Thursday, August 7, 2008

Do you believe in magic?

The Banyan Theater Company closes out its season with more sorcery. Sarah Ruhl's The Clean House is magic. Not the rough magic of True West: two bloody halves of the masculine soul having a shoot-out in the cowpie-kicking western town of the American mind. Nah. The Clean House is lighter stuff. Basically, it's part fairy tale, part cartoon.

Think magical realism. Think Ionesco. Think Jules Ffeiffer.

Lane, a successful woman doctor (Seva Anthony), wants cleanliness and order in her universe, but life's messiness intrudes. Lane hires Mathilde (Karina Barros) to clean house — a Brazilian expatriate who wants to be a comic like her parents before her. (Telling the perfect joke is her life's dream.) Mathilde tells a good joke, all right — but she stinks at cleaning house. Mathilde doesn't see the existential point. If the floor's dirty, look at the ceiling. She gets away with this attitude, because Virginia (Geraldine Librandi), Lane's obsessive-compulsive sister, secretly cleans the house for her. Lane's husband, Charles (who's also a doctor — played by Robert Herrle) secretly falls in love with Ana (also a Brazilian — played by Annie Morrison), and dances away with her in a surreal scene immediately after a mastectomy operation. Lane doesn't notice any of this. The secrets stay under the rug — until things get very messy.

Without spoiling the ending, Lane learns to open up to the sloppy, human universe. Taken literally, the play is a machine designed to teach her that lesson. It's stacked against her. She has about as much chance as Elmer Fudd in a Bugs Bunny cartoon.

But cartoons are first cousins to archetypes. The Clean House is not a literal play with literal characters. "Let your husband fool around and throw dirt on the living room floor" isn't the lesson. "Open your heart" is.

Ruhl's writing fizzes like a mad scientist's cocktail, 2 parts black comedy, 8 parts surrealist I Love Lucy episode and funny as hell. She deals with dark issues with a sweet, light touch.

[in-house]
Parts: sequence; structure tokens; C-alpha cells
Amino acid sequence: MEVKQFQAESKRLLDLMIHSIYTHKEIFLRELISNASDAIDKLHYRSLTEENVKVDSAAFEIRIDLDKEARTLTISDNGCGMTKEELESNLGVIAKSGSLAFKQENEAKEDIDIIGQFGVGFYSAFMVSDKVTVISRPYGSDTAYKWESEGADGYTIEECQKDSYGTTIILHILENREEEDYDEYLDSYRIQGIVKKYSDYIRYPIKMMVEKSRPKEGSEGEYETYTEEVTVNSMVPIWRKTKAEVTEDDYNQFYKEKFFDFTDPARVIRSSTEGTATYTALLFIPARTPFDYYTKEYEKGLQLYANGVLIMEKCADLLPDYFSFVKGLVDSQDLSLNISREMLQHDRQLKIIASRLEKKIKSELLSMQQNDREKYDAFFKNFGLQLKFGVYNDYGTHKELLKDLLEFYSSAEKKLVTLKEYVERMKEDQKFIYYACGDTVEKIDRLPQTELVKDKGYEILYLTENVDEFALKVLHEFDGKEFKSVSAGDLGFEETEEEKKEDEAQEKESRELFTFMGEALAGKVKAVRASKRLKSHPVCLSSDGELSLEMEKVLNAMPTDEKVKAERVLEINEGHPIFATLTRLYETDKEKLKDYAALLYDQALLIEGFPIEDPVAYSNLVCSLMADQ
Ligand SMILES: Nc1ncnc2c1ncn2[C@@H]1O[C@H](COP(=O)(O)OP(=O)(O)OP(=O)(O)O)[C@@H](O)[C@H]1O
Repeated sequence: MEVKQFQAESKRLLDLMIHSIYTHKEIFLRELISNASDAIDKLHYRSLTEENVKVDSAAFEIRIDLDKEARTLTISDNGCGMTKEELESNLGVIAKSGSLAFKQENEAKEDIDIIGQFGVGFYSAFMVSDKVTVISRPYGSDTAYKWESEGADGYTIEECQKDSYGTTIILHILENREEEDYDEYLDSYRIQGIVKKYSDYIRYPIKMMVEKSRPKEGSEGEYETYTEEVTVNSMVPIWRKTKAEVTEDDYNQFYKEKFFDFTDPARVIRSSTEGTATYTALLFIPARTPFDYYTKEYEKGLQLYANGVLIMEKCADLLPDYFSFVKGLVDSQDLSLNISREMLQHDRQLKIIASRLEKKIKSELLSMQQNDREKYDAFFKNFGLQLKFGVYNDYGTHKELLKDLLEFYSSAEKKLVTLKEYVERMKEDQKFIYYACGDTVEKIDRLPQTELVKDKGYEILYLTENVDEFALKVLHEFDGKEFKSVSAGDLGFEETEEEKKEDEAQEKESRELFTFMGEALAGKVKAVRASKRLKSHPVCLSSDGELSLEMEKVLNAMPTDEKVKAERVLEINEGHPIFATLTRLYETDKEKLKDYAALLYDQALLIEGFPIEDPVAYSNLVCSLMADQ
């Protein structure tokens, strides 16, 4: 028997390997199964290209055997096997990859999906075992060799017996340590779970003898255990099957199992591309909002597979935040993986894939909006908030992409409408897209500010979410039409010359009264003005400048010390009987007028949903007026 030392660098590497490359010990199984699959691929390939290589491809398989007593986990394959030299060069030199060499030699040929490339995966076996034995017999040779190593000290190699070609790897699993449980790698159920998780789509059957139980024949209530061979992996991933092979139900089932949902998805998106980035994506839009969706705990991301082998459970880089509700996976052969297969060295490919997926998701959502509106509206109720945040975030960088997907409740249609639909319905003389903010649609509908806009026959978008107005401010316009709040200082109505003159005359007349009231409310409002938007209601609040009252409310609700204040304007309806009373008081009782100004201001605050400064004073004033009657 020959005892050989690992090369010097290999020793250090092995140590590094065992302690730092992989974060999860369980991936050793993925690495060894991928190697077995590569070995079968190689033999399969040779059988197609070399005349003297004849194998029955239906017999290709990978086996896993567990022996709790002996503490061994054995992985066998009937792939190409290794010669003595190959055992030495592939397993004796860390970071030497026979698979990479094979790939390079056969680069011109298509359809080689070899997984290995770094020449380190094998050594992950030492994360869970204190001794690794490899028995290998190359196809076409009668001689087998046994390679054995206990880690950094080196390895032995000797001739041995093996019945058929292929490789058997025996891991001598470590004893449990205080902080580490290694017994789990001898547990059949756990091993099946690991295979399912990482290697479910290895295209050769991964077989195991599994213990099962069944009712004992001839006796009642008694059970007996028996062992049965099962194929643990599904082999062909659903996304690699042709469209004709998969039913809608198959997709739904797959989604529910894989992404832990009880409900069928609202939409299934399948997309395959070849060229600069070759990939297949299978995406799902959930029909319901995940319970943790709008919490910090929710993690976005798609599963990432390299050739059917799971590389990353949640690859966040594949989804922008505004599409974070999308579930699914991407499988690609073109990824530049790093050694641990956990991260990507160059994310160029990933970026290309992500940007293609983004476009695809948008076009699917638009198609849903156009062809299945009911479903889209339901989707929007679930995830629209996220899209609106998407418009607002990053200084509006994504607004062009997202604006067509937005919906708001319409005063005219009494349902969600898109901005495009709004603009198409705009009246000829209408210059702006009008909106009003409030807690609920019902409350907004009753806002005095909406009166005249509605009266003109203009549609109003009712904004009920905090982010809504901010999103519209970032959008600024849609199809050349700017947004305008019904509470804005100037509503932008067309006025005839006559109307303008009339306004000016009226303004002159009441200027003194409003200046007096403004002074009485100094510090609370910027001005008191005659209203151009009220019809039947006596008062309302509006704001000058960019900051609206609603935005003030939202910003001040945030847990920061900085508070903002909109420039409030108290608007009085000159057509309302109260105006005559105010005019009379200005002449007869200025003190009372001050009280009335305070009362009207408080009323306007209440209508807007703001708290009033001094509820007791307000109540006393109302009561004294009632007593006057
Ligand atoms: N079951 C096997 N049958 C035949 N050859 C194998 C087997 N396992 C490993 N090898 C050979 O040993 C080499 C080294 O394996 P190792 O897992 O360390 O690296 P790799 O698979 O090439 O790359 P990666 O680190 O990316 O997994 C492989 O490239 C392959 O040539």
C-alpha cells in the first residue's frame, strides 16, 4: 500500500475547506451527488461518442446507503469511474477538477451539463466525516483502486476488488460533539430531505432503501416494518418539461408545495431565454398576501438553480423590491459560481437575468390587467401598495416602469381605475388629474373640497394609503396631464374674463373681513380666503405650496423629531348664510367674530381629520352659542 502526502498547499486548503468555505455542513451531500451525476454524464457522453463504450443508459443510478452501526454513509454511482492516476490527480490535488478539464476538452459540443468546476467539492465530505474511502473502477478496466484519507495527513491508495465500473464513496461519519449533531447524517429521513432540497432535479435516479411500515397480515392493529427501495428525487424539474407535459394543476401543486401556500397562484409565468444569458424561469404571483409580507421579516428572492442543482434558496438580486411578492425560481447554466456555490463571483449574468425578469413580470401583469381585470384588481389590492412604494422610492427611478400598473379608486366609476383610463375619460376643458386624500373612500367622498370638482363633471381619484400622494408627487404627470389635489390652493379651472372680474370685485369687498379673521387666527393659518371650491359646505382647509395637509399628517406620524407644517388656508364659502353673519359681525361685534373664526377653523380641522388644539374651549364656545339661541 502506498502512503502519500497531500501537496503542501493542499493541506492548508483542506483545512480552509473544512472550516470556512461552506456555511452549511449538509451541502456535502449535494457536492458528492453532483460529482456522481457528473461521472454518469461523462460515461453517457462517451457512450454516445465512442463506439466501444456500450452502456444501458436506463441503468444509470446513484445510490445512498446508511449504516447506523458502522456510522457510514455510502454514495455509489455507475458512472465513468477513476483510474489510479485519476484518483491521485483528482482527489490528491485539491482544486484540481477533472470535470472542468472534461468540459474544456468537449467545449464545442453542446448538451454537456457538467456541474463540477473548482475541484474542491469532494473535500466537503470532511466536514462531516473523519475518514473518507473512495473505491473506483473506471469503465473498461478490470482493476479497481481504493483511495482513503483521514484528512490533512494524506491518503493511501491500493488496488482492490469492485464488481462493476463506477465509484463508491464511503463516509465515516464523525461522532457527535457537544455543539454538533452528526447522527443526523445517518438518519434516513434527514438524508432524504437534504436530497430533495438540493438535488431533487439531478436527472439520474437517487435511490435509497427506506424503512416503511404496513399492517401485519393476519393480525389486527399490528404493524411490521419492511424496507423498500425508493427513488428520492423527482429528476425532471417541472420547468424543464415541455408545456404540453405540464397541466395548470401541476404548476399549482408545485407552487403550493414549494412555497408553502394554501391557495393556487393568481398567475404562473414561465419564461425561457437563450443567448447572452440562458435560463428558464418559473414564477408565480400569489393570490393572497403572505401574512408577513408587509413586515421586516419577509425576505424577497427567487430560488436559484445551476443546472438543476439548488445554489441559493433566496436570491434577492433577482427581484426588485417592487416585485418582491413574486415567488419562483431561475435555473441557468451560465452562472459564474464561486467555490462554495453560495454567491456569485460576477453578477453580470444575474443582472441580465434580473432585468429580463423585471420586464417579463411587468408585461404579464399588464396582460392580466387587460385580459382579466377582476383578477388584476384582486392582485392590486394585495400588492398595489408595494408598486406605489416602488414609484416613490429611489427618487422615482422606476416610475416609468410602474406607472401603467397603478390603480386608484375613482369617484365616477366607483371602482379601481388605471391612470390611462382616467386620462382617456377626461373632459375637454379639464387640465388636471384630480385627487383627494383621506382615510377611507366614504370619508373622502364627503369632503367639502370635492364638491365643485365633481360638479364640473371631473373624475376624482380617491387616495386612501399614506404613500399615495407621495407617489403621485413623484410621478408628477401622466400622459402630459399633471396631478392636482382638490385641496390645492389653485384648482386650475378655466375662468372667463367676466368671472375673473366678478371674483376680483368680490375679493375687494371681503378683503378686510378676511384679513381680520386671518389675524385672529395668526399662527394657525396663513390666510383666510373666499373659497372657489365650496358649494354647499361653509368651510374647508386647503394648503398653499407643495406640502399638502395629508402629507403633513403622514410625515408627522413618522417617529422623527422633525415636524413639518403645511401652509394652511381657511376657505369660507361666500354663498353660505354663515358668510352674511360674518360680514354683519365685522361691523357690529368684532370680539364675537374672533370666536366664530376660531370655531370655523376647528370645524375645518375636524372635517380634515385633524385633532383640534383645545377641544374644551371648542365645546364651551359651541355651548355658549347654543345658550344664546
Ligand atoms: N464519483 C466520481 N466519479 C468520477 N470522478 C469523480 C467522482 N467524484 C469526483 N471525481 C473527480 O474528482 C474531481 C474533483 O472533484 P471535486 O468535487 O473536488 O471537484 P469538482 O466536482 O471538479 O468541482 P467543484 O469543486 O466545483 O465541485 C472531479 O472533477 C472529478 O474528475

A heavy hand would shatter this stuff. But director Doug Jones handles with care. Ruhl’s script probably wasn’t easy to work with — a pack of loopy characters speaking slantwise, Ionesco-style dialogue. Jones must have been tempted to elbow us in the ribs and force the comic pace. He doesn’t. Some jokes work best when they build slowly.

The actors are free to draw us into the magic. Librandi and Herrle are fine as the cartoony supporting characters. Anthony's great as Lane, not so much a cartoon as a blank slate for us to draw our own faces on. Like Scrooge, she's defined by what she's not: She Who Cuts Herself Off From Other People. She's the straight man, always a thankless task, but she's hilarious at it. Barros' character Mathilde is the Amelie-like muse of the play — the comedian angel who brings the message which saves us all. It's a tour de force performance; Barros' comic timing is brilliantly hilarious. Morrison's Ana is brilliantly heart-breaking. To be fair, Morrison and Barros' characters get most of the script's blood, sweat and tears. To be accurate, Ruhl's characters bleed into each other. Personal boundaries are fictions, at least in her play.

James A. Florek's clever staging reflects the boundary breaking. He bends the rules of physics like some show on the SciFi channel. Lane and Charles' upscale livingroom takes up most of the set; the second-tier platform at the back can be any point in the space-time continuum. In one scene, it becomes a balcony in Ana's beach apartment. The two Brazilian ladies throw apples; they comes thumping down in Lane's house. Nicely done.

Add it all up, and it's the stuff of magic. It's why we come to the theater.

At the end of the play, Mathilde tells her perfect joke — and one character dies laughing. We never know what the joke is, though of course we do. Life is the joke: death is the punchline. Duh.

In the end, the joke's on us.

We might as well be nice to each other.

The Clean House
A Banyan Theater Company production
Through Aug. 24
FSU Center for the Performing Arts
5555 N. Tamiami Trail, Sarasota